The Andes

Colombia: UN concern over political assassinations

Gilberto Valencia, a young Afro-Colombian cultural worker, became 2019's first casualty of political violence in Colombia, when a gunman opened fire on a New Years party he was attending in his village in Cauca region. As the death toll from around the country mounted over the following weeks, the UN Mission to Colombia  warned President Iván Duque that he must address "the issue of the assassinations of social leaders and human rights defenders." Colombia's official rights watchdog, the Defensoría del Pueblo, acknowledges that there was an assassination on average every two days in the country last year—a total of 172, and a rise of more than 35% over 2017.  (Photo via Caracol Radio)

The Andes

Colombian state guilty in ‘false positives’ case

In an unprecedented ruling, the Inter-American Court of Human Rights (IACHR) found the Colombian state responsible for several extrajudicial executions carried out under the practice of "false positives"—random civilians claimed as guerillas killed in action. The six cases examined took place in the departments of Arauca, Santander and Casanare between 1992 and 1997. Although individual soldiers had been sentenced by the Colombian courts in some of these cases, the Costa Rica-based IACHR ordered the Colombian government to carry out further investigations and prosecutions, provide reparations to the families of the victims, and commit to a "public act of acknowledgement" of responsibility. (Photo: Contagio Radio)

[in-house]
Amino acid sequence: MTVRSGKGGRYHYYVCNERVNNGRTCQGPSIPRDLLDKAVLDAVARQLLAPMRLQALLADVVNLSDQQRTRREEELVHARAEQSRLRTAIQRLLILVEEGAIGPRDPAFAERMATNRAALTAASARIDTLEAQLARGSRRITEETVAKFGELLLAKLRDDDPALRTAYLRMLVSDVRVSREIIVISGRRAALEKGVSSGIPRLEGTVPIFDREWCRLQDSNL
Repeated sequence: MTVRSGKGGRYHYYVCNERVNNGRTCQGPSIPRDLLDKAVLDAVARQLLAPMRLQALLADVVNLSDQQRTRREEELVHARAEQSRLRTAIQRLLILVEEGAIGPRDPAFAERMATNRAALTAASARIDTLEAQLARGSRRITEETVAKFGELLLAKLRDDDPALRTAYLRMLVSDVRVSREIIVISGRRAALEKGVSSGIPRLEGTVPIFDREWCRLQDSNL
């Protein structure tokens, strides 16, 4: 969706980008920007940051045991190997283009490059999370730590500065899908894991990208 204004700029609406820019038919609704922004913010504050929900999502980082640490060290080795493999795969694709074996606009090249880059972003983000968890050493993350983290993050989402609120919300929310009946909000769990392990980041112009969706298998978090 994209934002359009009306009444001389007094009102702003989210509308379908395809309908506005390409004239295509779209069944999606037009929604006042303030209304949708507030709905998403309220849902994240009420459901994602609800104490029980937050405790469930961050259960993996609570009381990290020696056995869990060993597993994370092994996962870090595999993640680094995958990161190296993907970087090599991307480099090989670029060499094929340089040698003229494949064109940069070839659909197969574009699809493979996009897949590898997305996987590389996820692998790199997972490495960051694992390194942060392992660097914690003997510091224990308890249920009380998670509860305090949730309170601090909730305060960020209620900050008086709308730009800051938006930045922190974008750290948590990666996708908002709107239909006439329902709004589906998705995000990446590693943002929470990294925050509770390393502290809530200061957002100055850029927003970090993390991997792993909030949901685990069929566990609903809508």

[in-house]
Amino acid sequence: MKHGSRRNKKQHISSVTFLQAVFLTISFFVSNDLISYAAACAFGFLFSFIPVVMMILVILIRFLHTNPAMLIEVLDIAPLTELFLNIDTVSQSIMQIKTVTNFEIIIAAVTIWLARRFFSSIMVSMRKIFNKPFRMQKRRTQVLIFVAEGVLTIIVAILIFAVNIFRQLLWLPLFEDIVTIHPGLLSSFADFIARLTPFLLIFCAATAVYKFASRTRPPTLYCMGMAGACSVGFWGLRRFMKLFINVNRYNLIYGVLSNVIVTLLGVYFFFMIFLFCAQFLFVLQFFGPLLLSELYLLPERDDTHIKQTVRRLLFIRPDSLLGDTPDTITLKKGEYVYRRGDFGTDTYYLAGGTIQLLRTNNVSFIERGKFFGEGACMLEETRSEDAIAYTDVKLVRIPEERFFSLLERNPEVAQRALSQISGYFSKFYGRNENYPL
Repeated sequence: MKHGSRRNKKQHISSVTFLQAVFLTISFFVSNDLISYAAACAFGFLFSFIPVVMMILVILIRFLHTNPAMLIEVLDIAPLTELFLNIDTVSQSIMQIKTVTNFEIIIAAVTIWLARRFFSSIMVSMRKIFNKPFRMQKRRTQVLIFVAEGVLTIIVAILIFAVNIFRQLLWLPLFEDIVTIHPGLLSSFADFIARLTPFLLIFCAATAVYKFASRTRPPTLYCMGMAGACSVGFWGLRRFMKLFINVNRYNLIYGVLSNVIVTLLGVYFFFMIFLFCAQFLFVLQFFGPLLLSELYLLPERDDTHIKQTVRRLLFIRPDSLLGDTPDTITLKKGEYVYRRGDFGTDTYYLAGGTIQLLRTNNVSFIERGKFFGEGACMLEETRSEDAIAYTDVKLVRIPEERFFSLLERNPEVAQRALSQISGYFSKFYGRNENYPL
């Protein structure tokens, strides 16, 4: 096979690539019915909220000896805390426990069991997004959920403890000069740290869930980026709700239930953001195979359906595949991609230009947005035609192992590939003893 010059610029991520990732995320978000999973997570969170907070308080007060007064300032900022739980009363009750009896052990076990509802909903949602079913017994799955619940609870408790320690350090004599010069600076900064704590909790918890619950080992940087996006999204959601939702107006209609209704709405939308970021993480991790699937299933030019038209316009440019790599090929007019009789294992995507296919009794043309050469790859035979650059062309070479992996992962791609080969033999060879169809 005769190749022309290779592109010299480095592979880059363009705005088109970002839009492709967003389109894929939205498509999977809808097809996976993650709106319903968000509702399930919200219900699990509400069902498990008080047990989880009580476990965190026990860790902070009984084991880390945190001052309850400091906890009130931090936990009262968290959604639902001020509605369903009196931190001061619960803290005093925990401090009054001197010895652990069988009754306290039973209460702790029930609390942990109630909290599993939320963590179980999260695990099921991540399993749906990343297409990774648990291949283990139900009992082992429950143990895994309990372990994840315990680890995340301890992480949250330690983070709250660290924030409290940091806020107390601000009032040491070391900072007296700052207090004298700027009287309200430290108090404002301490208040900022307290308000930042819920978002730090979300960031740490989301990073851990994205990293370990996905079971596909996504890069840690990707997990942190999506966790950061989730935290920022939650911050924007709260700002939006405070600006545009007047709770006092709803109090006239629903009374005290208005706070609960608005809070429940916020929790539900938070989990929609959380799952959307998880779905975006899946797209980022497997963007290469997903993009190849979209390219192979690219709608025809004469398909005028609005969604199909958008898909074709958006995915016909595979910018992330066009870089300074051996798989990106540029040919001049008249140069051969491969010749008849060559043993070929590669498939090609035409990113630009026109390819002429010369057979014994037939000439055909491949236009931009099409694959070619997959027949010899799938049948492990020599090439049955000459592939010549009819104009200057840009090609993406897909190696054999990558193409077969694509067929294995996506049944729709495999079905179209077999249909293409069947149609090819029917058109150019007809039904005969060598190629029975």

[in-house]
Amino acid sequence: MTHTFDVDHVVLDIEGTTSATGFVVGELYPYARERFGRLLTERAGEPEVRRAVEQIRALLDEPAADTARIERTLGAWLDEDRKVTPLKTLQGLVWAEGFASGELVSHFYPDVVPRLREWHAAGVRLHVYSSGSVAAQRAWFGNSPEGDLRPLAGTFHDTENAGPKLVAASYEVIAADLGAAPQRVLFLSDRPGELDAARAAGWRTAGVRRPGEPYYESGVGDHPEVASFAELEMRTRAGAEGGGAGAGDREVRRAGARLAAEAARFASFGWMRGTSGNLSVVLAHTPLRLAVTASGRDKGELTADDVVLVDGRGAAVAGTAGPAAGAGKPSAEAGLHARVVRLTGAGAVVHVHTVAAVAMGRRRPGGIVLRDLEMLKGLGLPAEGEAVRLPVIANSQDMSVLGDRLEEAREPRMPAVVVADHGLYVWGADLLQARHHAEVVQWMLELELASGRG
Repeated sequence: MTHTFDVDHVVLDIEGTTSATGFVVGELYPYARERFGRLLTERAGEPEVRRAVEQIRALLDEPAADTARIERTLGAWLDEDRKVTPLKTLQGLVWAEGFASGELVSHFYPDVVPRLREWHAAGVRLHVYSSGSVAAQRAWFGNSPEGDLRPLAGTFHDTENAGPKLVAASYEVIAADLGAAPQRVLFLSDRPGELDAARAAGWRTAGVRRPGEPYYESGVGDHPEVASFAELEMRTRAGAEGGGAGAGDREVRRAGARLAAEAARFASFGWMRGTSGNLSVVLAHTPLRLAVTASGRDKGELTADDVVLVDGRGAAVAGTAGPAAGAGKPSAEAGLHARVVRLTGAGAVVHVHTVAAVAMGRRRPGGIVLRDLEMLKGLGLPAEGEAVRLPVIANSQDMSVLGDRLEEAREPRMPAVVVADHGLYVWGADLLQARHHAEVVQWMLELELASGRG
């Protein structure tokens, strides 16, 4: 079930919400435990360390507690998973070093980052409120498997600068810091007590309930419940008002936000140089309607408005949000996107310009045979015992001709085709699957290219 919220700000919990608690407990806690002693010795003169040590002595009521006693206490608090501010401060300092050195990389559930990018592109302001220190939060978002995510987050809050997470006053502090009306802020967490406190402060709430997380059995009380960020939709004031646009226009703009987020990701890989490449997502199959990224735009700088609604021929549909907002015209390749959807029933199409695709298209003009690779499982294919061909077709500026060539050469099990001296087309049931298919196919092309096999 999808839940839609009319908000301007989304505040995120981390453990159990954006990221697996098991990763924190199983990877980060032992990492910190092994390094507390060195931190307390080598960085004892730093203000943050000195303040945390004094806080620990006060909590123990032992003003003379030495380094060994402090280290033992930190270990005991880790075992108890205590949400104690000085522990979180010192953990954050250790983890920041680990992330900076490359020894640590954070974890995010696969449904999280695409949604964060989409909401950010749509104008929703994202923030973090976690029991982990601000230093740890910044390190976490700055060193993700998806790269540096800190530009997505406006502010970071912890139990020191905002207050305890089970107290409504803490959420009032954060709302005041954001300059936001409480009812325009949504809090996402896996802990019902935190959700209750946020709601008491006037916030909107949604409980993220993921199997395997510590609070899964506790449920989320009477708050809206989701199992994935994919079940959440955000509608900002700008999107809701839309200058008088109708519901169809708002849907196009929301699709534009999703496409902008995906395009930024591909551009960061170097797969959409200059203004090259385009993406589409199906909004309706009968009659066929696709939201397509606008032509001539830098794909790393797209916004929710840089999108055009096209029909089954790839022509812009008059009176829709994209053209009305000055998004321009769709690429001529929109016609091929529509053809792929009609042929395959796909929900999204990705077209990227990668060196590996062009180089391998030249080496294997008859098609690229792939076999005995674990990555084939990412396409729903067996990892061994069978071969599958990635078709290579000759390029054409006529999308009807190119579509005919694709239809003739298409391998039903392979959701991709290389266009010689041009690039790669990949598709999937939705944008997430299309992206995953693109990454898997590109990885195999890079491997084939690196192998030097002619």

The Andes

ELN peace process halted after Bogotá blast

Colombia's President Iván Duque declared the peace process with the National Liberation Army (ELN) indefinitely suspended following a bomb blast at a National Police academy in Bogotá that left more than 20 dead and some 70 wounded. Calling the ELN a "criminal machine of kidnapping and assassination," Duque said that arrest orders against the group's top leaders, suspended for the talks, would now be carried out. He also called on Cuba, where members of the ELN command are now based, to have them arrested. The ELN took responsibility for the attack in a communique, calling it an act of "legitimate defense" that was "legal under the laws of war." The statement asserted: "The National Police School of Cadets is a military installation; there officials receive instruction and training later put to use in combat, conducting military operations, actively participating in the counter-insurgency war and bringing methods of war for use against social protest." (Photo: Colombia Reports)